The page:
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talking to you about maybe
early signs of autism.
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So if your child isn't babbling or
pointing by age 1,
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no single words by age 16 months,
or two-word phrases by age 2,
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they don't respond to their
name when you call them.
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Another very important red
flag would be if your child's not
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If they don't make eye contact with you,
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that is something that should
be investigated, as well.
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And there's some other behaviors
that appear pretty stereotypical in
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the Autism Spectrum Disorder, one of them
is Echolalia, which a very fancy way,
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they're gonna repeat everything you say.
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They're gonna repeat the word you
say over, and over, and over again.
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Another one is repetitive movements,
or restrictive movements.
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Meaning, if your child likes to do
the exact same thing with a toy, and
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doesn't like to explore other
parts of the toy, for example,
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if they're just spinning the wheel.
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Or if they're restricted, meaning,
they just wanna stack cans, and
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they don't wanna do anything else.
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Any type of abnormal behavior you notice,
should raise enough of a flag to talk to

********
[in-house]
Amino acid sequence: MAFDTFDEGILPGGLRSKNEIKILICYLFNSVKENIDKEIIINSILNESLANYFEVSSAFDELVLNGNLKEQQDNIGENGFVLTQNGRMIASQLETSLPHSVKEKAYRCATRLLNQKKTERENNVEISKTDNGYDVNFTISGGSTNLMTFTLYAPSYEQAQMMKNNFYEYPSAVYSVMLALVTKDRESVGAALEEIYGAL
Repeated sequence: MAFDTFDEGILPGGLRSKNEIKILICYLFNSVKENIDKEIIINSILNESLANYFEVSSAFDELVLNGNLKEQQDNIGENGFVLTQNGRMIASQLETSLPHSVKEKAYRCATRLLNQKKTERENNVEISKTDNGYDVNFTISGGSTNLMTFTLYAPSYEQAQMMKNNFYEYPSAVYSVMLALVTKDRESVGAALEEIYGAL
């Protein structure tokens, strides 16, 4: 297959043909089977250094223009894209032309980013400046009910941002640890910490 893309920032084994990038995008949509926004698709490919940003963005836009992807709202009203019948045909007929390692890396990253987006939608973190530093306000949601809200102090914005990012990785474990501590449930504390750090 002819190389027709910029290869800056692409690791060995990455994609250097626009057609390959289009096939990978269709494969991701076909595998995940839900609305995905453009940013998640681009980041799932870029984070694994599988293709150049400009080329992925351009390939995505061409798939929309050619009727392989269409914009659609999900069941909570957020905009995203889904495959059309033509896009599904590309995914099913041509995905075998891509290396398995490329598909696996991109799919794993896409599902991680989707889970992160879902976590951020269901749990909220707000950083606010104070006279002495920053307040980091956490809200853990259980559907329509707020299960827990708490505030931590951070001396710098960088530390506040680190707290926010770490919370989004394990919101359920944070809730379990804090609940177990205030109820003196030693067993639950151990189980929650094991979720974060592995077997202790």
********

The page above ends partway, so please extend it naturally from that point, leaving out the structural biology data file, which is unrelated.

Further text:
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to at least get them screened.
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So if you go to your well-child visit,
and the pediatrician has concerns,
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they might refer you to a psychologist to
have a more comprehensive evaluation, so
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they can figure out some of
the specifics symptoms, and
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if they actually match with
an Autism Spectrum Disorder.
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Remember, autism is a spectrums.
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You can have a very
high-functioning autistic child, or
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one that's low-functioning, but
if you get early intervention,
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it could make a world of a difference.
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Signs and Symptoms of Autism Spectrum Disorder (ASD). Centers for Disease Control and Prevention. (Accessed on August 8, 2018 at https://www.cdc.gov/ncbddd/autism/signs.html)
What are the symptoms of autism? Eunice Kennedy Shriver National Institute of Child Health and Human Development. (Accessed on August 8, 2018 at https://www.nichd.nih.gov/health/topics/autism/conditioninfo/symptoms)